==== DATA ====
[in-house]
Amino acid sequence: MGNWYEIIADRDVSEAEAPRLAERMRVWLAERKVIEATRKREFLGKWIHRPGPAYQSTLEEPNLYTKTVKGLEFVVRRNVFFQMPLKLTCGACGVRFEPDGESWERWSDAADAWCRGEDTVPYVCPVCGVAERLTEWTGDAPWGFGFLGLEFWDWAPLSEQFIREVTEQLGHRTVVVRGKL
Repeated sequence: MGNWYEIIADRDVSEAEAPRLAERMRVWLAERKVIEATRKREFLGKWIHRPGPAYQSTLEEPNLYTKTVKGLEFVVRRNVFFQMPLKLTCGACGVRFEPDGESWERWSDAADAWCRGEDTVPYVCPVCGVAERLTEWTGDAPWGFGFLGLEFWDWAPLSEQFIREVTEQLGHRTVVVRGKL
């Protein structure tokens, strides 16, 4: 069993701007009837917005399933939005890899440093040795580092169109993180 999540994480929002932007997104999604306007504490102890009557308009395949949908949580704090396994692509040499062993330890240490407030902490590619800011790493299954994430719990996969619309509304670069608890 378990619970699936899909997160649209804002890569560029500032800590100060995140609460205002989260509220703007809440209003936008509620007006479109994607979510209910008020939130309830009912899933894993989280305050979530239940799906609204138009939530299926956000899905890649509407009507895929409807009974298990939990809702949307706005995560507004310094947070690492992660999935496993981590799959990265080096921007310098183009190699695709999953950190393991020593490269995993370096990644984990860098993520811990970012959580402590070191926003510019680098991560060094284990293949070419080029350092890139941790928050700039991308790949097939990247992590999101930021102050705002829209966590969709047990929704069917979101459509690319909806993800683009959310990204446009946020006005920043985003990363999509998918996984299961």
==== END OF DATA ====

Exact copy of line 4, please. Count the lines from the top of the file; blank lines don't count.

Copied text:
């Protein structure tokens, strides 16, 4: 069993701007009837917005399933939005890899440093040795580092169109993180 999540994480929002932007997104999604306007504490102890009557308009395949949908949580704090396994692509040499062993330890240490407030902490590619800011790493299954994430719990996969619309509304670069608890 378990619970699936899909997160649209804002890569560029500032800590100060995140609460205002989260509220703007809440209003936008509620007006479109994607979510209910008020939130309830009912899933894993989280305050979530239940799906609204138009939530299926956000899905890649509407009507895929409807009974298990939990809702949307706005995560507004310094947070690492992660999935496993981590799959990265080096921007310098183009190699695709999953950190393991020593490269995993370096990644984990860098993520811990970012959580402590070191926003510019680098991560060094284990293949070419080029350092890139941790928050700039991308790949097939990247992590999101930021102050705002829209966590969709047990929704069917979101459509690319909806993800683009959310990204446009946020006005920043985003990363999509998918996984299961």